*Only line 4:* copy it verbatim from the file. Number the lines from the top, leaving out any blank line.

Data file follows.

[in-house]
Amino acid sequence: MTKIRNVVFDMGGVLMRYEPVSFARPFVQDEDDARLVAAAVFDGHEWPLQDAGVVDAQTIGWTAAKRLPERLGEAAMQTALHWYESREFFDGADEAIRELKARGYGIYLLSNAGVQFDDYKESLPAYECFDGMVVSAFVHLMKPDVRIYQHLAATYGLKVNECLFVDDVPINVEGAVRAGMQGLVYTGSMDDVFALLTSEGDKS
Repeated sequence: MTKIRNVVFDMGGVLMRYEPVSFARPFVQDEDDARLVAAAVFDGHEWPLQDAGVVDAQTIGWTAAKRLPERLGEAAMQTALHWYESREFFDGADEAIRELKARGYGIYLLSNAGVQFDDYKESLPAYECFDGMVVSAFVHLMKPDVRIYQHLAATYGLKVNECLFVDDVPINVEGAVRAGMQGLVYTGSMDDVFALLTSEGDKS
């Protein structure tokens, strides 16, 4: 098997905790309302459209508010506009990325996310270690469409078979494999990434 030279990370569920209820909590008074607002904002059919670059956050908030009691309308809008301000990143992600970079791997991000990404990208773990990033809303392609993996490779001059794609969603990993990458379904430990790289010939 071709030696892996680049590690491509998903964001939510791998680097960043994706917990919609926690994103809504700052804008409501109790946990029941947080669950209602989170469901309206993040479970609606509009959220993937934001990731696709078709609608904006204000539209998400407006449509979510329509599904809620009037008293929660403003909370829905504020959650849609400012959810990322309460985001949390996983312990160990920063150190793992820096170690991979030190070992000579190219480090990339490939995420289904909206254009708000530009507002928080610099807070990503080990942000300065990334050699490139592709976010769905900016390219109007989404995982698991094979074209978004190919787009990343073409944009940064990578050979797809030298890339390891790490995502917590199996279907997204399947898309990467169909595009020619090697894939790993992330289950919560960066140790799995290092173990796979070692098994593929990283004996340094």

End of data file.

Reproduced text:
């Protein structure tokens, strides 16, 4: 098997905790309302459209508010506009990325996310270690469409078979494999990434 030279990370569920209820909590008074607002904002059919670059956050908030009691309308809008301000990143992600970079791997991000990404990208773990990033809303392609993996490779001059794609969603990993990458379904430990790289010939 071709030696892996680049590690491509998903964001939510791998680097960043994706917990919609926690994103809504700052804008409501109790946990029941947080669950209602989170469901309206993040479970609606509009959220993937934001990731696709078709609608904006204000539209998400407006449509979510329509599904809620009037008293929660403003909370829905504020959650849609400012959810990322309460985001949390996983312990160990920063150190793992820096170690991979030190070992000579190219480090990339490939995420289904909206254009708000530009507002928080610099807070990503080990942000300065990334050699490139592709976010769905900016390219109007989404995982698991094979074209978004190919787009990343073409944009940064990578050979797809030298890339390891790490995502917590199996279907997204399947898309990467169909595009020619090697894939790993992330289950919560960066140790799995290092173990796979070692098994593929990283004996340094």